The biodegradation of tallow by Trichoderma harzianum rifai RP1
Fleming, John Patrick (2002) The biodegradation of tallow by Trichoderma harzianum rifai RP1. PhD thesis, Dublin City University.
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Wastewater, activated sludge and tallow were used as sources o f organisms in enrichment cultures to screen for species capable of degrading the hard fat, tallow. A total of 58 strains were isolated, o f which seven non-filamentous and two filamentous organisms removed greater than 20% of 20g/l tallow from batch cultures.
Optimum fat removal of 83% by the strain F2, identified as the fungus Trichoderma harzianum Rifai RP1, was observed in cultures buffered to pH 6, incubated at 25°C, shaking at 130rpm using lg/1 tallow as the sole carbon source with no added surfactant, using an inoculum of one 5-day old 8mm mycelial agar plug.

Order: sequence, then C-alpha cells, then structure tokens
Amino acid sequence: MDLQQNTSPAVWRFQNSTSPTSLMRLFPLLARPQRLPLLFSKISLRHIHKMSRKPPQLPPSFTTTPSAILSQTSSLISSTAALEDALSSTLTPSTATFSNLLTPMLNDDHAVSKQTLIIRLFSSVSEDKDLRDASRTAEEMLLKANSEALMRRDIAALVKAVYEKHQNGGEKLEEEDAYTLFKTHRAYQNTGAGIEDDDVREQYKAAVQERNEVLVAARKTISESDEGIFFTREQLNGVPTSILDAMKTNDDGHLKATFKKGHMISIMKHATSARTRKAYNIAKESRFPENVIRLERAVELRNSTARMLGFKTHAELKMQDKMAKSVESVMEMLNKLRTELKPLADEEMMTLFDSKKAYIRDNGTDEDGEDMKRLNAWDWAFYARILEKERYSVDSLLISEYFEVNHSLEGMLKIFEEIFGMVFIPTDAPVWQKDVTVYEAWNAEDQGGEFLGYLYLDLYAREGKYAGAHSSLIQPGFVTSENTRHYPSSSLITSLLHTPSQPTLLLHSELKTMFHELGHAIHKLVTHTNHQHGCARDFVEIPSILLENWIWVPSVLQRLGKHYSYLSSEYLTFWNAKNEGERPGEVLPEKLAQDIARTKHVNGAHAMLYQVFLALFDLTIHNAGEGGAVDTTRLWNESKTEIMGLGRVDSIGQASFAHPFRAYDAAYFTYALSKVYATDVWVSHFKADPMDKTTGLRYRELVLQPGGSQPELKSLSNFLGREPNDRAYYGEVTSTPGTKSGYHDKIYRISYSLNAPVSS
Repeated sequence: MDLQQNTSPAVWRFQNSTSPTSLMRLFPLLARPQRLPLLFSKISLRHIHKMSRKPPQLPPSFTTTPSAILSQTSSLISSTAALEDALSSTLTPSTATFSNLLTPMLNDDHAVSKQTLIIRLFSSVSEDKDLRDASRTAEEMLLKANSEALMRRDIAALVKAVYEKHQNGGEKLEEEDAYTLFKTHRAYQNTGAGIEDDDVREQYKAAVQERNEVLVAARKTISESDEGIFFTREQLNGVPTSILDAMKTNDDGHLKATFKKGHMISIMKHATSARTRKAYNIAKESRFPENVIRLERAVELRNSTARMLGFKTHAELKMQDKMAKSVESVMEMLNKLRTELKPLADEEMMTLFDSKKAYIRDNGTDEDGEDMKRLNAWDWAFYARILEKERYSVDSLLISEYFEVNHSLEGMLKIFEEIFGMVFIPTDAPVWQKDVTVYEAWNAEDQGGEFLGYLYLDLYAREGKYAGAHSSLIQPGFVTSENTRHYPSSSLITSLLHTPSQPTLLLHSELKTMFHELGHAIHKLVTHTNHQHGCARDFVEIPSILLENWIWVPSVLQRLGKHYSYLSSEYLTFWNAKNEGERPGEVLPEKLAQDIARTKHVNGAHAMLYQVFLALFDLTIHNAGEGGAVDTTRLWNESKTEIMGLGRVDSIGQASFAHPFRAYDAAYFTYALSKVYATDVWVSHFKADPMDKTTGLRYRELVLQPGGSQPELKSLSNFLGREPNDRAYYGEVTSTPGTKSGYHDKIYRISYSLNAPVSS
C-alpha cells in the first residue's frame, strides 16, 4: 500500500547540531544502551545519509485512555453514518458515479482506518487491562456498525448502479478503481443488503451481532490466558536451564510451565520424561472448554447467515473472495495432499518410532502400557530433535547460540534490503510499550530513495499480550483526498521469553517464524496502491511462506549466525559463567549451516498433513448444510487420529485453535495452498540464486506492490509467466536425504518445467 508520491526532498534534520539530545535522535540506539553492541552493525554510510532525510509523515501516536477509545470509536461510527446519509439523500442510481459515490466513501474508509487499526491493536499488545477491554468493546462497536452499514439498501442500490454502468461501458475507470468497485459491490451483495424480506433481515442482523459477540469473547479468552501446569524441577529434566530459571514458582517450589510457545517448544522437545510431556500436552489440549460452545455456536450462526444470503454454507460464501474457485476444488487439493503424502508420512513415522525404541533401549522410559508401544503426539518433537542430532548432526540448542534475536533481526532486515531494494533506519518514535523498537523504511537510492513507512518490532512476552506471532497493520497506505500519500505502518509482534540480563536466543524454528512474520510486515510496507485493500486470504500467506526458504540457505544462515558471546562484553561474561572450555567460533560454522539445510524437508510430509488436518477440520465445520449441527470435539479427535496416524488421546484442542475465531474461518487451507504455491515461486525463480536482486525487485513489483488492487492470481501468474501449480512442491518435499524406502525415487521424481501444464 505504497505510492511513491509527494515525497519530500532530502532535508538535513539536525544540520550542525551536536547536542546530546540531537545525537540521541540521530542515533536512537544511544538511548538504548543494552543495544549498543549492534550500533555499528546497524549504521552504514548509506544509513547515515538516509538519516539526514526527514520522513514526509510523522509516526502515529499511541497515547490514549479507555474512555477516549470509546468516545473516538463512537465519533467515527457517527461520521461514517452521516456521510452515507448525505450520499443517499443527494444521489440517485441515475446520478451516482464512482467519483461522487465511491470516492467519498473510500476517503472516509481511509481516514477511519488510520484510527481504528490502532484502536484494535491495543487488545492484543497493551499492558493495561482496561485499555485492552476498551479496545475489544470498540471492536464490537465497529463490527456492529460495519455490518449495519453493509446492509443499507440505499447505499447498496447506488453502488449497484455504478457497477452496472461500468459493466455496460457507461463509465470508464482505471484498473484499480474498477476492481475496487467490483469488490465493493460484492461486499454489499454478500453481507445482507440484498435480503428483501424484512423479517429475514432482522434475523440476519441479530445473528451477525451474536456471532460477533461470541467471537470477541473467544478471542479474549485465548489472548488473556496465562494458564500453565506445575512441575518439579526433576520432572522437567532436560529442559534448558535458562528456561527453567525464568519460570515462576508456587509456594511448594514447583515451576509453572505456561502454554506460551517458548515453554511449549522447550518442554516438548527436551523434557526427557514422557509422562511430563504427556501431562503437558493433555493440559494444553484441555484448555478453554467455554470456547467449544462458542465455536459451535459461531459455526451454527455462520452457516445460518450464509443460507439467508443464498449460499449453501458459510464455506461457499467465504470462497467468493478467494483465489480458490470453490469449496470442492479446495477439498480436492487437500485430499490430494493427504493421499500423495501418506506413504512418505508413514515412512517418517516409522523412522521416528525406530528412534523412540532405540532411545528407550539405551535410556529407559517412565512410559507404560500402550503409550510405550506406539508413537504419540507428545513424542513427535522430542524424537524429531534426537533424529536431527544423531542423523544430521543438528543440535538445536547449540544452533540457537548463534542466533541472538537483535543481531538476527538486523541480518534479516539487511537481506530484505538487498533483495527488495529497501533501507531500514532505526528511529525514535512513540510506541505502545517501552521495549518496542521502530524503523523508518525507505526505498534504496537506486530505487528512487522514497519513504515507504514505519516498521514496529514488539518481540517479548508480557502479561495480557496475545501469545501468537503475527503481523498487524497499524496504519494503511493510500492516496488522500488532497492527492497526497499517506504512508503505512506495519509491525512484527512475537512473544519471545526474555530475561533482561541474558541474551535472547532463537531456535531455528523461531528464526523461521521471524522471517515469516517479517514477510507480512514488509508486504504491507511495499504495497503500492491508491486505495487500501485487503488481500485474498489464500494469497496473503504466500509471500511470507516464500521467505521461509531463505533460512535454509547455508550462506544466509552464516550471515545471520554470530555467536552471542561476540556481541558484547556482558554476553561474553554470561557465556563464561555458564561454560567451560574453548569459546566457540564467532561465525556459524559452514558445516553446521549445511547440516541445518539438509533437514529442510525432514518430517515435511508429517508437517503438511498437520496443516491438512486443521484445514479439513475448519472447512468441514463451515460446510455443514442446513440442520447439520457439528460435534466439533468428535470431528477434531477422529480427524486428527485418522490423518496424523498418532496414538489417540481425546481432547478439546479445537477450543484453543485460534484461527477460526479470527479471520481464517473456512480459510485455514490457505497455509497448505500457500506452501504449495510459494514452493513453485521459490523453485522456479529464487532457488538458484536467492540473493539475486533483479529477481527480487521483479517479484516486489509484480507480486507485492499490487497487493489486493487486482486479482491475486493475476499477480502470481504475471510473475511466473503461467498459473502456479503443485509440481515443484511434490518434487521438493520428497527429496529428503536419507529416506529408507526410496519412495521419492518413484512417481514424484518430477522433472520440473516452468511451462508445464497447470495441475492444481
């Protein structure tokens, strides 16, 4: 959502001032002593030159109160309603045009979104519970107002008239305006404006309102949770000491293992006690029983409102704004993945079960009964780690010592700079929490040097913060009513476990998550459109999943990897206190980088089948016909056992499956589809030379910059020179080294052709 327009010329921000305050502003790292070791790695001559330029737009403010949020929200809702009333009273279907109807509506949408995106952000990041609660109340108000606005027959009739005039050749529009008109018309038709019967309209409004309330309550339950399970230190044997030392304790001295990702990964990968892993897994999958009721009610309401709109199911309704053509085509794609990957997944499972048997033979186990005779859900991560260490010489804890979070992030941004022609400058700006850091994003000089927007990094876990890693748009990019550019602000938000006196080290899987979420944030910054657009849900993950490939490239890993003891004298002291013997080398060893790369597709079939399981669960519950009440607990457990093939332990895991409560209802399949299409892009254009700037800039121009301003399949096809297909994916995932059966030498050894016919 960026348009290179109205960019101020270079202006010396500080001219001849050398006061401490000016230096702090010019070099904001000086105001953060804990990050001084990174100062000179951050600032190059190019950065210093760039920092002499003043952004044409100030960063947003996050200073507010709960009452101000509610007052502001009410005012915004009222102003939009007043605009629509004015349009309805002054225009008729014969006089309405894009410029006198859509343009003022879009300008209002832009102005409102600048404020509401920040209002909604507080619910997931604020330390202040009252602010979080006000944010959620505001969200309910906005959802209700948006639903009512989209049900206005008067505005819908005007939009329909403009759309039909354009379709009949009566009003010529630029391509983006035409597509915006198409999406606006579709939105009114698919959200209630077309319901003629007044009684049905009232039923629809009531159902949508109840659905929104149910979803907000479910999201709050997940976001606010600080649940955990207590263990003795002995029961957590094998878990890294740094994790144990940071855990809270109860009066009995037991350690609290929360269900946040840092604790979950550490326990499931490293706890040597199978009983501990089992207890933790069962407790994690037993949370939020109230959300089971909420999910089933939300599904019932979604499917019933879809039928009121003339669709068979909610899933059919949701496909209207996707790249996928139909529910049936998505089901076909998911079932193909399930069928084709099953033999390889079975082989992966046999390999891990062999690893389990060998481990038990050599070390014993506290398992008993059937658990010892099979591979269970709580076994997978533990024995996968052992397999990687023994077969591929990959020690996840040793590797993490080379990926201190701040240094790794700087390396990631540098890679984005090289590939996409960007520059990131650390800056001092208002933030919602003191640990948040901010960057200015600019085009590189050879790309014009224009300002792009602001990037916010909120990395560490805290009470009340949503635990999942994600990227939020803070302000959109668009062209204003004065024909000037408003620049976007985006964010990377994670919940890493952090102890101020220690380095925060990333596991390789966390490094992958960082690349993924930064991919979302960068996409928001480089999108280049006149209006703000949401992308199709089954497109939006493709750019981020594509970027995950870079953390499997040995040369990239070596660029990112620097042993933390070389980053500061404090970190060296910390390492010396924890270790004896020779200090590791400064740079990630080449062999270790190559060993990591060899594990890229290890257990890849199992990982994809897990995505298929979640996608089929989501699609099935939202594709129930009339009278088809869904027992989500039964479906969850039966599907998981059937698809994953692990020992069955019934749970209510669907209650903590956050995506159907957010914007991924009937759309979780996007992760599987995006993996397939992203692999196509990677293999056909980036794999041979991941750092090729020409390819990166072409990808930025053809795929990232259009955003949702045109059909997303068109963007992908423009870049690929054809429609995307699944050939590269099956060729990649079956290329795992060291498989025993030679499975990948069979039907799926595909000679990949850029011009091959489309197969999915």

Growth followed Monod kinetics, with a ks of 0.758g/1 and pmax of 1.438 day’1. Glyceride hydrolysis was efficient, but free fatty acids, mainly palmitic, stearic and oleic acids, accumulated in the culture supernatant. Accumulation of intracellular lipid was observed, increasing during incubation to account for 35% - 55% o f biomass. Intracellular lipid was predominantly composed of triglycerides and free fatty acids. No fatty acid preference was evident in this accumulation.
In cultures with a mixture o f palmitic, stearic and oleic acids as sole carbon source, up to 97% removal was observed with 0.12g/l of the fatty acid mixture. Oleic acid was assimilated by RP1 more readily than the two saturated fatty acids. Accumulated intracellular lipid accounted for varying proportions o f biomass, from 9% to 47%. Free fatty acids were the dominant lipid class intracellularly, with lower concentrations o f triglycerides. Stearic acid accumulated in the intracellular lipid to a greater extent than palmitic or oleic acids.
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